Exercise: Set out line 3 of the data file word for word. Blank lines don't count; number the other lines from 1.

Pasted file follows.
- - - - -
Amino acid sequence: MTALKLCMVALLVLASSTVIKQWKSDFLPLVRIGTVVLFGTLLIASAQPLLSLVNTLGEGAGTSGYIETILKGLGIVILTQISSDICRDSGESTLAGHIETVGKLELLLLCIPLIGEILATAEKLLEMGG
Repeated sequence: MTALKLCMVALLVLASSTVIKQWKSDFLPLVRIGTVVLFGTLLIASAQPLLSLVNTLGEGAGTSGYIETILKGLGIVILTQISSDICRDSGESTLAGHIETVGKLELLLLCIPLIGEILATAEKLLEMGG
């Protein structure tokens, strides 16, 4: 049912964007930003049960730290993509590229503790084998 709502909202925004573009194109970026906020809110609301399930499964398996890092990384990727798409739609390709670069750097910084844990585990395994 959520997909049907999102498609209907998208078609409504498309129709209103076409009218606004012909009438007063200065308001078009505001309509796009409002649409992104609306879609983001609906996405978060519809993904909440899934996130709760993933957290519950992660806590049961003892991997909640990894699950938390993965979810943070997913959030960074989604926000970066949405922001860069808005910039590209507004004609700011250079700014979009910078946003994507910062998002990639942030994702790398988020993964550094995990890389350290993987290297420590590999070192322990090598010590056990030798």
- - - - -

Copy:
């Protein structure tokens, strides 16, 4: 049912964007930003049960730290993509590229503790084998 709502909202925004573009194109970026906020809110609301399930499964398996890092990384990727798409739609390709670069750097910084844990585990395994 959520997909049907999102498609209907998208078609409504498309129709209103076409009218606004012909009438007063200065308001078009505001309509796009409002649409992104609306879609983001609906996405978060519809993904909440899934996130709760993933957290519950992660806590049961003892991997909640990894699950938390993965979810943070997913959030960074989604926000970066949405922001860069808005910039590209507004004609700011250079700014979009910078946003994507910062998002990639942030994702790398988020993964550094995990890389350290993987290297420590590999070192322990090598010590056990030798």